Central and Greater London

After a slow but stable 2012, 2013 saw a great deal of growth in the office rental market in London: activity increased in the office rental market by 53%, and this trend of growth is only expected to increase further. The trend is thanks mostly to the change in the type of businesses which are investing in London City property: while the banking and financial sectors have decreased to below 1% of investments in 2013, technology, media and telecommunication (TMT) industries have increased their investments dramatically - from 8% in 2006 to 27% in 2013. As these are industries which require a great deal of office space and a huge number of employees, it is predicted that the growth of London's office rental market will only increase in the next five years. Indeed, Oxford Economics predict that the next five years will see over 82,000 new office-based employment opportunities within London: all of which will require office-space and lead to a further increase in the growth of the office rental market.

The offices of many of these high-earning TMT companies - such as Google, which is situated in London's West End - reflect their earnings with open-plan, bright and funky offices. Google's office is a massive 160,000 square feet.

Property development companies which are proving popular in 2014 for office development include Derwent London Plc and Great Portland Estates Plc. Both of these companies have seen increased numbers of investors as real estate fund managers predict that the lack of available office space in London will lead to an increase in their stock values. Both of these companies primarily concentrate of developments in London's West End, which has the highest office rents in the world.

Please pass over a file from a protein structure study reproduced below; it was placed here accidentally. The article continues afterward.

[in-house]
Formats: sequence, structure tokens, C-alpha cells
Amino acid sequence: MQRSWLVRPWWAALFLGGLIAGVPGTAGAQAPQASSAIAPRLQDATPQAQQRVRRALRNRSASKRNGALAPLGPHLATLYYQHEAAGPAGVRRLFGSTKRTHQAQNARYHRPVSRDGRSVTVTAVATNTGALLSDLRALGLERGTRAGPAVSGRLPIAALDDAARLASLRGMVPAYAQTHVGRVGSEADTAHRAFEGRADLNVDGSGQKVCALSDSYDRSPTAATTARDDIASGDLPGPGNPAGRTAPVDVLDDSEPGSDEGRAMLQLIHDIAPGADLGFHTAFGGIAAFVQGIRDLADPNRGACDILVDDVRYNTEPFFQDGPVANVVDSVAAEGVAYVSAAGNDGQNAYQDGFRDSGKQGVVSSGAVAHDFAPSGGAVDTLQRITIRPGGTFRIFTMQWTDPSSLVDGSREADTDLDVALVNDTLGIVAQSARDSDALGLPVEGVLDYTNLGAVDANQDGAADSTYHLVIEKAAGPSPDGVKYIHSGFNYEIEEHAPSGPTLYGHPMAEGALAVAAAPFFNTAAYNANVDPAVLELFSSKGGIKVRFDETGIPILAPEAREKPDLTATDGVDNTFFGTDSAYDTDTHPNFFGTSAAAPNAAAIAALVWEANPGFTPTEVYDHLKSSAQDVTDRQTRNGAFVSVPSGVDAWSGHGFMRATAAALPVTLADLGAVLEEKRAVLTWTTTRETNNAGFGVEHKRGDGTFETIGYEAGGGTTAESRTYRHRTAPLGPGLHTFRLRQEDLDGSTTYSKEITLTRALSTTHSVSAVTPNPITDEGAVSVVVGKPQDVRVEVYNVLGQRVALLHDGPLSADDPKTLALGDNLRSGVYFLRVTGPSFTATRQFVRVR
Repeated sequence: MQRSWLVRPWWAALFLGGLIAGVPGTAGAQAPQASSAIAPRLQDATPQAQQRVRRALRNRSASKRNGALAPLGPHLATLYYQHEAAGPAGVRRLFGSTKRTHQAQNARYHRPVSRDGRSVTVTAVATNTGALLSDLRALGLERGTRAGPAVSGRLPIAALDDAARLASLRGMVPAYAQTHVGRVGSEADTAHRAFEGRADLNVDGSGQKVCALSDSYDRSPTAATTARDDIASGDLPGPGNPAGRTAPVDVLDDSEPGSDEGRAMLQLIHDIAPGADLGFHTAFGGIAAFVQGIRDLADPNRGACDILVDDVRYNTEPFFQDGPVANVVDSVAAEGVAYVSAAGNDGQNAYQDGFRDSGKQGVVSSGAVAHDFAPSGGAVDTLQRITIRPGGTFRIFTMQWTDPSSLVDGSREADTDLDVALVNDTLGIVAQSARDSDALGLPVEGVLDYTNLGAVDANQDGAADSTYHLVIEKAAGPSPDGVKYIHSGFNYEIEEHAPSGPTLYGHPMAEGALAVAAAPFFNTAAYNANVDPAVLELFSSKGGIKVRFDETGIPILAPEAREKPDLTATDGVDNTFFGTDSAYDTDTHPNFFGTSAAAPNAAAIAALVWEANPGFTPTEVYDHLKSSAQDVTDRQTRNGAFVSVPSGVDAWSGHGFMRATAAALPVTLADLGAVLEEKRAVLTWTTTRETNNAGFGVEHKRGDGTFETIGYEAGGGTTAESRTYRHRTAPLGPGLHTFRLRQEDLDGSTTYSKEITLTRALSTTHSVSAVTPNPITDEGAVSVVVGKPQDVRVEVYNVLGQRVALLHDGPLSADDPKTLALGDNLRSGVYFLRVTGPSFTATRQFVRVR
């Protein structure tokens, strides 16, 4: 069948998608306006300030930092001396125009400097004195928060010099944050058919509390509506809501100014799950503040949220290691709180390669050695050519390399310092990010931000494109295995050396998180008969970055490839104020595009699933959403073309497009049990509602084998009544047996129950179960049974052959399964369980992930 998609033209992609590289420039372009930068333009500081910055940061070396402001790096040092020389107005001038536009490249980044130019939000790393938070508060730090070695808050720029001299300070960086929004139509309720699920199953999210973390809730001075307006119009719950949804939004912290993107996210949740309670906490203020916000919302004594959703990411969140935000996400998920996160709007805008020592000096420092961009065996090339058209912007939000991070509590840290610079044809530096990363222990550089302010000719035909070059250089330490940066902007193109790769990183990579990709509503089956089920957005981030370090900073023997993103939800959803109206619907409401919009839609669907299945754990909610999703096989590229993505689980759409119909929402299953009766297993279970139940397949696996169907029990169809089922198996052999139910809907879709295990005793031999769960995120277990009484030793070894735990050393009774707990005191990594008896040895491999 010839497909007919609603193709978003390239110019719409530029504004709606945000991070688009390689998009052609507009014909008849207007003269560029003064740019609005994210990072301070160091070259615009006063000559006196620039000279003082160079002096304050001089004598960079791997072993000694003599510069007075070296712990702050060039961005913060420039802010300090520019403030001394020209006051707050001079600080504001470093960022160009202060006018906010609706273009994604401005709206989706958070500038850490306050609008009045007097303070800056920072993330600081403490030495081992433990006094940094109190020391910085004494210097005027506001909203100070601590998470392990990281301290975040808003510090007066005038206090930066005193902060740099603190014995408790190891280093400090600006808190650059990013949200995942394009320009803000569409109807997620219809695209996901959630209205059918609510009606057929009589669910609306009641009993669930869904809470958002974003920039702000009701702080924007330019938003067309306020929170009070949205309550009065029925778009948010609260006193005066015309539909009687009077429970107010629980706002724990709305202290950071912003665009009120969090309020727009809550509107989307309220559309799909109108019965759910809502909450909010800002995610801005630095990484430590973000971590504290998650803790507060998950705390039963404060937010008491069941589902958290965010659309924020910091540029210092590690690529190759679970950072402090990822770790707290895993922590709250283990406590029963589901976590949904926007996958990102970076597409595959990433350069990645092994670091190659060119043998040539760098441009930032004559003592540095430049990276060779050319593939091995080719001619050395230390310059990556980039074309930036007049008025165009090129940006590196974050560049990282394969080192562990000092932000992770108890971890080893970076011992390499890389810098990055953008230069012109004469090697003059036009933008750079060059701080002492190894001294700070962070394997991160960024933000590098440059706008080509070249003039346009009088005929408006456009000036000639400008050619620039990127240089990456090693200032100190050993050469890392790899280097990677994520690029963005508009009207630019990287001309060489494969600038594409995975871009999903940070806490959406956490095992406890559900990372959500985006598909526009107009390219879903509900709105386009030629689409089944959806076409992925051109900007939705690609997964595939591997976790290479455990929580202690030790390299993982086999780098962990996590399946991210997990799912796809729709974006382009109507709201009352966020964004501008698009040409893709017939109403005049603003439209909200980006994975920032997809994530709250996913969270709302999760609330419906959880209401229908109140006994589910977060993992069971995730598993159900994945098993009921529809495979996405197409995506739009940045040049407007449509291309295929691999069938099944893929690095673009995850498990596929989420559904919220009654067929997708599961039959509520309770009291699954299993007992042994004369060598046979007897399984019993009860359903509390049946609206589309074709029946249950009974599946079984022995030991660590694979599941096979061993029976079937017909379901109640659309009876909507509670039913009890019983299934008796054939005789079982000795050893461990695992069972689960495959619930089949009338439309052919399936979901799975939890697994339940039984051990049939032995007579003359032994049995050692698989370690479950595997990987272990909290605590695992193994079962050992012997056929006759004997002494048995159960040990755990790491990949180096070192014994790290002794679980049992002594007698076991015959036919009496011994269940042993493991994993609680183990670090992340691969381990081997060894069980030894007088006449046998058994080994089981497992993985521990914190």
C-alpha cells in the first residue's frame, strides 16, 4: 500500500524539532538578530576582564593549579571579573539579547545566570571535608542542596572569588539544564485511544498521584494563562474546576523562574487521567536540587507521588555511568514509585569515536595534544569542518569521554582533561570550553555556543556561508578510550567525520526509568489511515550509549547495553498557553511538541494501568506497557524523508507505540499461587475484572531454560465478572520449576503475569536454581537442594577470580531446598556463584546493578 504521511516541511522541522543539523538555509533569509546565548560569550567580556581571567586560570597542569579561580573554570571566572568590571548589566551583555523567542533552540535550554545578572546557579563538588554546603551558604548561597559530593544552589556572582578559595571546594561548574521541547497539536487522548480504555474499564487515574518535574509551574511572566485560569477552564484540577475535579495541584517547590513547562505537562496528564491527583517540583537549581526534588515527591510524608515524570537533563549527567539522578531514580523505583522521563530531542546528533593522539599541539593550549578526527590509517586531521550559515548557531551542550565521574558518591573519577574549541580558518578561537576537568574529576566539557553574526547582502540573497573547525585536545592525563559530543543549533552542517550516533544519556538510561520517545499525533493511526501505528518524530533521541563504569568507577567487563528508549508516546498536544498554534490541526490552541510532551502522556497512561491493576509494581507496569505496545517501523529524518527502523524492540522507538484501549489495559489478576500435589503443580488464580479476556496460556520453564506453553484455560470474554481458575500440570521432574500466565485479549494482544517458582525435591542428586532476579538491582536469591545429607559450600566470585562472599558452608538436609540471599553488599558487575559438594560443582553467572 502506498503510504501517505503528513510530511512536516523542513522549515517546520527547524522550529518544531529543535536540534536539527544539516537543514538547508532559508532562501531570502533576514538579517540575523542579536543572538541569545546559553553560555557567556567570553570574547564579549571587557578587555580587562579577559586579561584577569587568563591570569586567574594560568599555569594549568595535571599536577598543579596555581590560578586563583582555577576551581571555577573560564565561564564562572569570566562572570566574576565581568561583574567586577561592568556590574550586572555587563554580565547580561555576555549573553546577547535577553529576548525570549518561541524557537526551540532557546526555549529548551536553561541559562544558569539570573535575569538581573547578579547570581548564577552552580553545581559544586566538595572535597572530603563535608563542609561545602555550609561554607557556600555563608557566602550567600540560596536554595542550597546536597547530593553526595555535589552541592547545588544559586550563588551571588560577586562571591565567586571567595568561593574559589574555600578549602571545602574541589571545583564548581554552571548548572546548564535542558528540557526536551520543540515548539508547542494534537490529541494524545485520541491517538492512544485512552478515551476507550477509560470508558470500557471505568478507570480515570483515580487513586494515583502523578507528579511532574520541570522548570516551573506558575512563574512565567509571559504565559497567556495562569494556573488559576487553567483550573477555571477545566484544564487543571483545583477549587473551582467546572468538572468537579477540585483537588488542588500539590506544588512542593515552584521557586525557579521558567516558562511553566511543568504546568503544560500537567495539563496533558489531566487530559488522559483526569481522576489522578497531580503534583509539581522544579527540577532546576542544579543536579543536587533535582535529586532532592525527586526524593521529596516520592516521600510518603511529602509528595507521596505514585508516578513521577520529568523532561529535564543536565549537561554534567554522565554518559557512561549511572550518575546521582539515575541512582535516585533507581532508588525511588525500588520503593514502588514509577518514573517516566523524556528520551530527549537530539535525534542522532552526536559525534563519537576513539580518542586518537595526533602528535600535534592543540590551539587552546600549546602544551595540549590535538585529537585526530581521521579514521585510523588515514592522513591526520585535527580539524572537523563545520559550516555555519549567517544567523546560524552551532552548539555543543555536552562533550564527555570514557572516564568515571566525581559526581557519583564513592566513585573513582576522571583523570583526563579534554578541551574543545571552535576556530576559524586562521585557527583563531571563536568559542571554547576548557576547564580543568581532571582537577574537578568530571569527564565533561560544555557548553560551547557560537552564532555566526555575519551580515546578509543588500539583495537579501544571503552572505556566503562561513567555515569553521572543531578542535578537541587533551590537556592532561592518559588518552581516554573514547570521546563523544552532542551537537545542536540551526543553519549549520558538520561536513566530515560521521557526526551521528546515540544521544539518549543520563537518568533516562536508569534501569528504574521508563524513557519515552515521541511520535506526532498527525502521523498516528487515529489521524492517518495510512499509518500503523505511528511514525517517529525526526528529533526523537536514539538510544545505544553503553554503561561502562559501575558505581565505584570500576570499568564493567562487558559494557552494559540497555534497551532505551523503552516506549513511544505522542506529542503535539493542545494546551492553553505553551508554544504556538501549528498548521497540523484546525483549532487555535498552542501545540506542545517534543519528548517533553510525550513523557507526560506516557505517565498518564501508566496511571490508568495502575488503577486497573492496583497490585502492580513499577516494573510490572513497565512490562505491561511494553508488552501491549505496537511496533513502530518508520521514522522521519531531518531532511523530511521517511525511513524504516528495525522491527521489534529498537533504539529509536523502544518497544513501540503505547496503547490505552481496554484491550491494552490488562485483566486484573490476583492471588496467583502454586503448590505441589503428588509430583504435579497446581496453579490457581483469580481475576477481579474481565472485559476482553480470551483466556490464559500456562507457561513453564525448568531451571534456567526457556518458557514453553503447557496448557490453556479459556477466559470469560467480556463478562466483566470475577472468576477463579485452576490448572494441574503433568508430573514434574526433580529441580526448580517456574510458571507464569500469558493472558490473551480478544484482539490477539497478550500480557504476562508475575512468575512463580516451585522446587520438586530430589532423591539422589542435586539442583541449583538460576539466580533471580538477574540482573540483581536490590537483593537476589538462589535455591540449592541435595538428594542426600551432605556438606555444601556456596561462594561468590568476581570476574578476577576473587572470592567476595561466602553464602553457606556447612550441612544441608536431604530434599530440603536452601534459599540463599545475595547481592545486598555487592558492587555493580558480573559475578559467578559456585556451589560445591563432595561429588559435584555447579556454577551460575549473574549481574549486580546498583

London (both the Central and Greater sectors) is hugely popular with foreign investors, with 91% of investments in the office rental market in 2013 being from non-domestic investors. However, many home businesses are predicted to increase their investments in some of London's business centres, of which there are many. The most popular business centres found in London currently include Enfield Business Centre and De Vere West One, which is located in Marylebone.

Rental rates in London City vary hugely, with some of the more popular addresses - such as those found in West End London - charging over £100 per square foot of office space. Rents in London City are little more than half this, at £57.50 a square meter, according to Colliers. Dockland rents are between £25 and £35 per square meter, while cheaper rents are found further afield: such as those in Croydon, which are £20 per square meter. In accordance with the influx in popularity of small and medium enterprises (SME), between 2002 and 2012 the number of employees - and therefore office sizes - almost quadrupled from 27,000 to 100,000 in Canary Wharf.

2013 saw historically low vacancy levels in London - by the end of 2013 there was 94% occupation of office space and only 6% vacancy. As such, there is a definite lack in grade A office space, which may lead in time to investors turning their sights to locations outside of the capital. Similarly, as online sales become more popular in retail, many businesses will look for specific structural facilities, such as proximity to distribution routes to decrease delivery times, when finding new office properties.